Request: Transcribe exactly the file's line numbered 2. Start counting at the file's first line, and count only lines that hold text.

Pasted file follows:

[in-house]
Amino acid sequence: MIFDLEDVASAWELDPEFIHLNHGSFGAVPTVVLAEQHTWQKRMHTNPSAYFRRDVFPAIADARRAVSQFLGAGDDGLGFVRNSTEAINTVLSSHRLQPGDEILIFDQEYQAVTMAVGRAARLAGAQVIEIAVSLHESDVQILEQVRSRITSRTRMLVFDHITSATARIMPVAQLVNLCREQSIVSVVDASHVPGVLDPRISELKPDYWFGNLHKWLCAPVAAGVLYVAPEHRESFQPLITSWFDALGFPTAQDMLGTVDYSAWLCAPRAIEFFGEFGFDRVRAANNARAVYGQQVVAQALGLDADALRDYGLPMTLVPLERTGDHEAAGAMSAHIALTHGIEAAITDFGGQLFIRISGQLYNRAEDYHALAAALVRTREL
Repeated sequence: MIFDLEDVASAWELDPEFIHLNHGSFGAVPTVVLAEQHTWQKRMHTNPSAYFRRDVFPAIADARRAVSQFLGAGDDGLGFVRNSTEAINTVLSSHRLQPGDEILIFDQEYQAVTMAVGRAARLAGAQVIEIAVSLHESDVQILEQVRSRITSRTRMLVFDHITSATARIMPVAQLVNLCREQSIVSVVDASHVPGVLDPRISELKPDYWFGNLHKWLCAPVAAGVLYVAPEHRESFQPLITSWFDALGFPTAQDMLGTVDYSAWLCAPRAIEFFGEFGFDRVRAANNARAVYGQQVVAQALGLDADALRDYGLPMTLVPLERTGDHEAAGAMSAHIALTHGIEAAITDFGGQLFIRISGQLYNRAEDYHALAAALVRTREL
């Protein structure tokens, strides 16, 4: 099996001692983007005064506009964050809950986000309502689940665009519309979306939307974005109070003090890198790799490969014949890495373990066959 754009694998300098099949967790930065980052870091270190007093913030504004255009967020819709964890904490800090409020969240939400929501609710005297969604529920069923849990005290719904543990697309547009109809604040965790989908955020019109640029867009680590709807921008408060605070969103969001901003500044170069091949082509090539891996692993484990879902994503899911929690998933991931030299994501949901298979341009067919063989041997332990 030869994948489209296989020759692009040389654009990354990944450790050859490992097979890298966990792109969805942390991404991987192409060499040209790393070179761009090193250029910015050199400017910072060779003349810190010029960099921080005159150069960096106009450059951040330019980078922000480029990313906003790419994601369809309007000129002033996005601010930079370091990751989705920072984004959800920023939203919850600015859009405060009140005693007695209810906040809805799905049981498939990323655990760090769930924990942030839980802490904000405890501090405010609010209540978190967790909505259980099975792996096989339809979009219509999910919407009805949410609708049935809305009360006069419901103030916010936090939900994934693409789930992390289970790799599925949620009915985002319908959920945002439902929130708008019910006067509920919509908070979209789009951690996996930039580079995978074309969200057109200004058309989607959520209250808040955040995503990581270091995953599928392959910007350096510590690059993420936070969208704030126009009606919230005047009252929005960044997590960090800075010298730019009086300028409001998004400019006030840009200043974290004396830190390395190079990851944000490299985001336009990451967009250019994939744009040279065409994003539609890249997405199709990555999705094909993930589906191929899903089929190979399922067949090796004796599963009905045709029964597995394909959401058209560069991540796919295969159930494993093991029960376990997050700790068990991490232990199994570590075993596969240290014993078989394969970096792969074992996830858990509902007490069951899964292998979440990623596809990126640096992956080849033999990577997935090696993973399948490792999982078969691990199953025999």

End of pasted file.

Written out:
Amino acid sequence: MIFDLEDVASAWELDPEFIHLNHGSFGAVPTVVLAEQHTWQKRMHTNPSAYFRRDVFPAIADARRAVSQFLGAGDDGLGFVRNSTEAINTVLSSHRLQPGDEILIFDQEYQAVTMAVGRAARLAGAQVIEIAVSLHESDVQILEQVRSRITSRTRMLVFDHITSATARIMPVAQLVNLCREQSIVSVVDASHVPGVLDPRISELKPDYWFGNLHKWLCAPVAAGVLYVAPEHRESFQPLITSWFDALGFPTAQDMLGTVDYSAWLCAPRAIEFFGEFGFDRVRAANNARAVYGQQVVAQALGLDADALRDYGLPMTLVPLERTGDHEAAGAMSAHIALTHGIEAAITDFGGQLFIRISGQLYNRAEDYHALAAALVRTREL